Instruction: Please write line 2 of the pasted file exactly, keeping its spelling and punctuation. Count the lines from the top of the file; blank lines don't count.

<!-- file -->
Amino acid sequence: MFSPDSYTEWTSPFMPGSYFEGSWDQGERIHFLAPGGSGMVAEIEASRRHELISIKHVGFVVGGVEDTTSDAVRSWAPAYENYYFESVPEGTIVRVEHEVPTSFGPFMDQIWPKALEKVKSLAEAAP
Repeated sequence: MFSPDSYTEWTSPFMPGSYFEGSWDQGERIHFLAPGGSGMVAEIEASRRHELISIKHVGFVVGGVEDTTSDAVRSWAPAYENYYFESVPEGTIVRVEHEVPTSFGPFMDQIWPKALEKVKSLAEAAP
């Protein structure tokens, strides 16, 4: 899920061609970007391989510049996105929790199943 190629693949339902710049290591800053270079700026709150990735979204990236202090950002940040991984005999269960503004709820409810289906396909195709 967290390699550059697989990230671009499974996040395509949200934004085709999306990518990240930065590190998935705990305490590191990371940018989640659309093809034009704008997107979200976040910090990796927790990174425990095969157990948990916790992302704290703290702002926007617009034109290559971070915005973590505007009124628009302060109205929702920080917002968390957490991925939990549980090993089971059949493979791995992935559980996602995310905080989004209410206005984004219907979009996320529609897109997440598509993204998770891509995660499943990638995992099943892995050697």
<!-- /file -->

Repeated sequence: MFSPDSYTEWTSPFMPGSYFEGSWDQGERIHFLAPGGSGMVAEIEASRRHELISIKHVGFVVGGVEDTTSDAVRSWAPAYENYYFESVPEGTIVRVEHEVPTSFGPFMDQIWPKALEKVKSLAEAAP